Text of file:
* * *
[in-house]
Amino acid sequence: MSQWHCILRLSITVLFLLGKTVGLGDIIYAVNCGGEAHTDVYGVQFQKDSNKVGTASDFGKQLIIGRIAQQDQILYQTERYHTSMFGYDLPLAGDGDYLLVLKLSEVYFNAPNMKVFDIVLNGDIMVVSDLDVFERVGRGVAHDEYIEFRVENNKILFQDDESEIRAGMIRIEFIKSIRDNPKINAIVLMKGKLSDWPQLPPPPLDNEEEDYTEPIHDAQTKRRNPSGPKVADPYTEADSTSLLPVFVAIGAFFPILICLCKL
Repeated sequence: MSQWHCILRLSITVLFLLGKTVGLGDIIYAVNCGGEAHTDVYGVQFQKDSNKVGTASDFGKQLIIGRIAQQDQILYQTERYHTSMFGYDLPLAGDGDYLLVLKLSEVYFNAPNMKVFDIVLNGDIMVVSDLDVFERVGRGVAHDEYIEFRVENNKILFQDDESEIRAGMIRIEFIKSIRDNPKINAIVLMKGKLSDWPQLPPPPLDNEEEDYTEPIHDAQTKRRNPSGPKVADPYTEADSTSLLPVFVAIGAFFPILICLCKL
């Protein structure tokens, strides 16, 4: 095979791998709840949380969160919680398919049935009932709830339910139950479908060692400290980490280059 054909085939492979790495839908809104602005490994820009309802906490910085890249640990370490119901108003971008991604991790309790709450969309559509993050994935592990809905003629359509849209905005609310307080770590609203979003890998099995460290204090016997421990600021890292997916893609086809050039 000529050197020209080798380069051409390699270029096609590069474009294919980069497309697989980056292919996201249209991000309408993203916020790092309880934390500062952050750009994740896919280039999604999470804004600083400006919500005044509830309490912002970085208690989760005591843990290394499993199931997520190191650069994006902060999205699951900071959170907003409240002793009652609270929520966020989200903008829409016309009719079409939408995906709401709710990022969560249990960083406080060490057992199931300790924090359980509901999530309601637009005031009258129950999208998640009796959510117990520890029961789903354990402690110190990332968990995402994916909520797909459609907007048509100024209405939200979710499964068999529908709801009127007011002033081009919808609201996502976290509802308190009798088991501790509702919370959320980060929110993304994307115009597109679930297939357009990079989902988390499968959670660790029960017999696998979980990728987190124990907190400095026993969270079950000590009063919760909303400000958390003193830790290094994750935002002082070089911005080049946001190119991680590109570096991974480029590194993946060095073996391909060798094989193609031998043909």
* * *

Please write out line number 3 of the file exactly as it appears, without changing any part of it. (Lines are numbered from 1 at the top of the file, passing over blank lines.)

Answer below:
Repeated sequence: MSQWHCILRLSITVLFLLGKTVGLGDIIYAVNCGGEAHTDVYGVQFQKDSNKVGTASDFGKQLIIGRIAQQDQILYQTERYHTSMFGYDLPLAGDGDYLLVLKLSEVYFNAPNMKVFDIVLNGDIMVVSDLDVFERVGRGVAHDEYIEFRVENNKILFQDDESEIRAGMIRIEFIKSIRDNPKINAIVLMKGKLSDWPQLPPPPLDNEEEDYTEPIHDAQTKRRNPSGPKVADPYTEADSTSLLPVFVAIGAFFPILICLCKL